SWAT, Pakistan - Islamic militants yesterday paraded 48 men described as government troops who surrendered during fighting, an embarrassment to President Pervez Musharraf as he struggles to regain control of a mountainous region from Taliban and Al Qaeda-linked extremists.
Admiral William Fallon, the chief of the US Central Command, met with Musharraf and other top generals yesterday to discuss the volatile situation in Pakistan's northwest. Washington backs Musharraf as a bulwark in its war on terrorism.
The rising violence and political turmoil have fueled fears that Musharraf might extend his military rule by imposing a state of emergency or martial law, jeopardizing a promised transition to democracy. The Bush administration and European allies have opposed such measures.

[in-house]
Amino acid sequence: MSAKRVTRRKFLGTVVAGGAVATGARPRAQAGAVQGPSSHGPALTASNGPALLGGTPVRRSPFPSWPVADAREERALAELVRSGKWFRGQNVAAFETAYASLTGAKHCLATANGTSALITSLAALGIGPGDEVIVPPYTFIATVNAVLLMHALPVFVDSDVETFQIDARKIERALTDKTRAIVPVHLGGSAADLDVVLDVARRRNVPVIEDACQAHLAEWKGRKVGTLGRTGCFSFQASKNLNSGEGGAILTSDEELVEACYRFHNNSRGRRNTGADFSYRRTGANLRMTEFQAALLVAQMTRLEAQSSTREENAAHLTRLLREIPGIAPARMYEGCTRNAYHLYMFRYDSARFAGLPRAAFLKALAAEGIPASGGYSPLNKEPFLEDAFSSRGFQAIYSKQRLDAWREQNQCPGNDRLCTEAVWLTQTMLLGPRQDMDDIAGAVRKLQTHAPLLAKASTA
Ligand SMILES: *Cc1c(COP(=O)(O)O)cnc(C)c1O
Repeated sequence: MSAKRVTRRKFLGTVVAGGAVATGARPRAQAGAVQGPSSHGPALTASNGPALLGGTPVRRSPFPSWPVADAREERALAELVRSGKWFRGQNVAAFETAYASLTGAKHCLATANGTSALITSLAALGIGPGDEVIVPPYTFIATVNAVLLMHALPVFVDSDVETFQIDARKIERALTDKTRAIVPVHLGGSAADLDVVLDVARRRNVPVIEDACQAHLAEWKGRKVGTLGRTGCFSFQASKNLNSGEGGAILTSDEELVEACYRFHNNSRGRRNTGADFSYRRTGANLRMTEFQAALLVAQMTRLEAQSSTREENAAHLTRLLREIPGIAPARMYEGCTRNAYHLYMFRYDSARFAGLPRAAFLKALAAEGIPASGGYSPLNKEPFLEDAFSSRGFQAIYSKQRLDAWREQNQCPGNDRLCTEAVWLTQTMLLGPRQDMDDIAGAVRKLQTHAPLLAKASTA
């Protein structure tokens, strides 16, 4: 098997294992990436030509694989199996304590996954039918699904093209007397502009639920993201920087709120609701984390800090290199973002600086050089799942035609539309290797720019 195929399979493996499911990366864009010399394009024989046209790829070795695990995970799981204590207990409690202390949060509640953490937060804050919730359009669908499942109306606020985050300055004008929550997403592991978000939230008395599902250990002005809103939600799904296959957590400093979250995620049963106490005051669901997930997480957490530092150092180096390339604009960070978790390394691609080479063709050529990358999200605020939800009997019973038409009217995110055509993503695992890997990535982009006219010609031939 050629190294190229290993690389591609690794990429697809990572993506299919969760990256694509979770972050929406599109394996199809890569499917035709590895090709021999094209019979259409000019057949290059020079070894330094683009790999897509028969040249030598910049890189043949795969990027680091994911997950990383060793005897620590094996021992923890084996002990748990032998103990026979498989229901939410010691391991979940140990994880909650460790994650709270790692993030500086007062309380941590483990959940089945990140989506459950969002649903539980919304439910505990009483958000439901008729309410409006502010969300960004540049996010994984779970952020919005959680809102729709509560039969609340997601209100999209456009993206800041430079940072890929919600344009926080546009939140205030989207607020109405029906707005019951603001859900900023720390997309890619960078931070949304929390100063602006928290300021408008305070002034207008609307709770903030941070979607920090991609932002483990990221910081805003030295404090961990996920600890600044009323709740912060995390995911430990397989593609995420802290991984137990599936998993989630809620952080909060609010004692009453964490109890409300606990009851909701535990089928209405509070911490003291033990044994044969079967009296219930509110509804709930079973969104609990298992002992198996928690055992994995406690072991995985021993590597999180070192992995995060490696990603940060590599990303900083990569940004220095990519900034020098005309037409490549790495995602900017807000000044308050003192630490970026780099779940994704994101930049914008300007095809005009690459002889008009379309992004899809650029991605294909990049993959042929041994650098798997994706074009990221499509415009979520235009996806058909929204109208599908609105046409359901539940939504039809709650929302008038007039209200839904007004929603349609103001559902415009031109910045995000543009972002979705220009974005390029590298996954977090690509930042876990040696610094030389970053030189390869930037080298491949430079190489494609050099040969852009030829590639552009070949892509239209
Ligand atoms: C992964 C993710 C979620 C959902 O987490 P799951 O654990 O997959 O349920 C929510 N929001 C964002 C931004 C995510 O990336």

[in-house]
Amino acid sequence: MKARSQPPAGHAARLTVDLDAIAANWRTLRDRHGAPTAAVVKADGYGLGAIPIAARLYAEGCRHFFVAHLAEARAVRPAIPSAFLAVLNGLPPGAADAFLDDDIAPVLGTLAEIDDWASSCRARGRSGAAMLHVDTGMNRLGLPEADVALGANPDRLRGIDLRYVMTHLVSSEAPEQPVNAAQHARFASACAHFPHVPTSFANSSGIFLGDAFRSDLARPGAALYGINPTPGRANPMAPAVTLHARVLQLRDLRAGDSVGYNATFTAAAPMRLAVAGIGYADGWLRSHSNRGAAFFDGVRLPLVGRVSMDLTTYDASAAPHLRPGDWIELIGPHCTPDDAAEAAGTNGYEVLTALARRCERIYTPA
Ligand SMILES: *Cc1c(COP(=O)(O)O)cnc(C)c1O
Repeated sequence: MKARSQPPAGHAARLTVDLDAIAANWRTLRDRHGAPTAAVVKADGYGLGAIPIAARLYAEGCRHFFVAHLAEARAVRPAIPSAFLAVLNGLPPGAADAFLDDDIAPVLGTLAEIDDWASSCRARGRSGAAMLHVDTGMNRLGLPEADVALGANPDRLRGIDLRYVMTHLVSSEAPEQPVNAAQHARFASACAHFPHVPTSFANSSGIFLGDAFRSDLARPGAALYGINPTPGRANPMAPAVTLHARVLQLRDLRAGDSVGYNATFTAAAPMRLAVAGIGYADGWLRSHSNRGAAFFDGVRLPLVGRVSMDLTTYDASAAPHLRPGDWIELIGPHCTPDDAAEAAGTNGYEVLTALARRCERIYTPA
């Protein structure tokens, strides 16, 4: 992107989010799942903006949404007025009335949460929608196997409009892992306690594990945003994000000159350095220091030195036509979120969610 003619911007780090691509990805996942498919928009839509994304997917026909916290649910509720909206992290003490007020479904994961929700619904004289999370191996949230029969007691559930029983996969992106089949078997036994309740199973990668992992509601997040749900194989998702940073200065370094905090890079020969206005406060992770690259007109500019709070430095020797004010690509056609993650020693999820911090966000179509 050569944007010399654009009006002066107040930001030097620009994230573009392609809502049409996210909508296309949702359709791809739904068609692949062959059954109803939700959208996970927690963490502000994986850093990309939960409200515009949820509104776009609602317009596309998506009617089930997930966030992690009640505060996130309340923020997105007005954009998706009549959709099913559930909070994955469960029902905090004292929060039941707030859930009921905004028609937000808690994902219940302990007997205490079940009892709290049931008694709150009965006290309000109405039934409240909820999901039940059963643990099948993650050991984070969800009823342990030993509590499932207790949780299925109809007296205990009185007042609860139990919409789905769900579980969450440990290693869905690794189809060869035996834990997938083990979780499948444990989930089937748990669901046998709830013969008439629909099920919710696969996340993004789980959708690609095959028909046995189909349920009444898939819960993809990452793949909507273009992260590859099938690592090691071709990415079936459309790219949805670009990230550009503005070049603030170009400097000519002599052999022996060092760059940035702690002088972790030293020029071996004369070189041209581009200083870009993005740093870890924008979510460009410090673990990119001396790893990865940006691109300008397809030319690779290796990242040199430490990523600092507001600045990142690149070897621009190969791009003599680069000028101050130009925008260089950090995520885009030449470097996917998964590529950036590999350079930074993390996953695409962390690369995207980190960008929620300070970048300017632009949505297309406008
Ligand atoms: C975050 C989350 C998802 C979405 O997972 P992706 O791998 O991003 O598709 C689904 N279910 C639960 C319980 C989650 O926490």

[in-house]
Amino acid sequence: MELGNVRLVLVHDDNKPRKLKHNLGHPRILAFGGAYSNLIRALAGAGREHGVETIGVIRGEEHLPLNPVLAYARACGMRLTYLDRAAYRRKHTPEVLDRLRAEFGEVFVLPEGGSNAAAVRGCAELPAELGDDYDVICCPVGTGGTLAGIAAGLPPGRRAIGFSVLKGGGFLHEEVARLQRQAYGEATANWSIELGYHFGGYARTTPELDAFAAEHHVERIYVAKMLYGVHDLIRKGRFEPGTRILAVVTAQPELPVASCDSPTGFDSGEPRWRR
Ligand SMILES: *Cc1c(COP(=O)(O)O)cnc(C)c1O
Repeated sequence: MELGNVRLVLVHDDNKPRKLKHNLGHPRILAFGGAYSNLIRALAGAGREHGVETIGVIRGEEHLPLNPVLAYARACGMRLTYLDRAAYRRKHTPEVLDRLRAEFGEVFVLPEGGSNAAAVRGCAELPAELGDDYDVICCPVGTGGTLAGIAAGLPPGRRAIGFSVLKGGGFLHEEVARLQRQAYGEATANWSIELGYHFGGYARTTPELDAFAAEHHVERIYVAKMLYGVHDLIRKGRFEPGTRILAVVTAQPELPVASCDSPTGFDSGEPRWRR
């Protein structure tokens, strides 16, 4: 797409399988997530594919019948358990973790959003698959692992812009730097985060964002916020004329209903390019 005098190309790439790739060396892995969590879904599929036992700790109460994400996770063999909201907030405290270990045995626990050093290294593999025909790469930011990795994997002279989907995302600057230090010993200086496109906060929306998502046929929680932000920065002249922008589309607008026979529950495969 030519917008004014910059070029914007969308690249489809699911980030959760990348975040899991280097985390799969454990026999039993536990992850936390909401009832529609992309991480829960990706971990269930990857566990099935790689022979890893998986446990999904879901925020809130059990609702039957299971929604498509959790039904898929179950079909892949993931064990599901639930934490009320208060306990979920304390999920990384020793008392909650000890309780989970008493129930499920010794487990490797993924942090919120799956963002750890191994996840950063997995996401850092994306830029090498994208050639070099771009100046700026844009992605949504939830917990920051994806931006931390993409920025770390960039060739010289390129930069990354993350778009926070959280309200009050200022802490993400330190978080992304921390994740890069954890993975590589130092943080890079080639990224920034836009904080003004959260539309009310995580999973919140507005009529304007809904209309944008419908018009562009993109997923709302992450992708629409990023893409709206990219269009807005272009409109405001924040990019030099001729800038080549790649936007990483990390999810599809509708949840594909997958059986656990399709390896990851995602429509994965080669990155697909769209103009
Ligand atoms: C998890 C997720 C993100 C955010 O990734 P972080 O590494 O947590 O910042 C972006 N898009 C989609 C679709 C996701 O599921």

"I think it would be quite obvious that the United States wouldn't be supportive of extraconstitutional means," Secretary of State Condoleezza Rice told reporters in Ireland ahead of a diplomatic mission to Turkey and the Middle East.
A Western diplomat, speaking on condition of anonymity because of the sensitivity of the issue, said elements in Pakistan's ruling party were pushing for such a move in case the Supreme Court disqualifies Musharraf's Oct. 6 presidential victory because he did not first give up his position as army chief.
A verdict is due before his current term expires Nov. 15, after which Pakistan is due to hold parliamentary elections by January.
The deteriorating security situation adds to the sense of crisis. Pakistan has been rocked by a string of suicide bombings and clashes between soldiers and Islamic militants who have expanded their influence inland beyond strongholds in border regions. The army said it killed up to 70 rebels Thursday when helicopter gunships pounded the once-popular tourist destination of Swat, where a hard-line cleric is trying to enforce Taliban-style rule.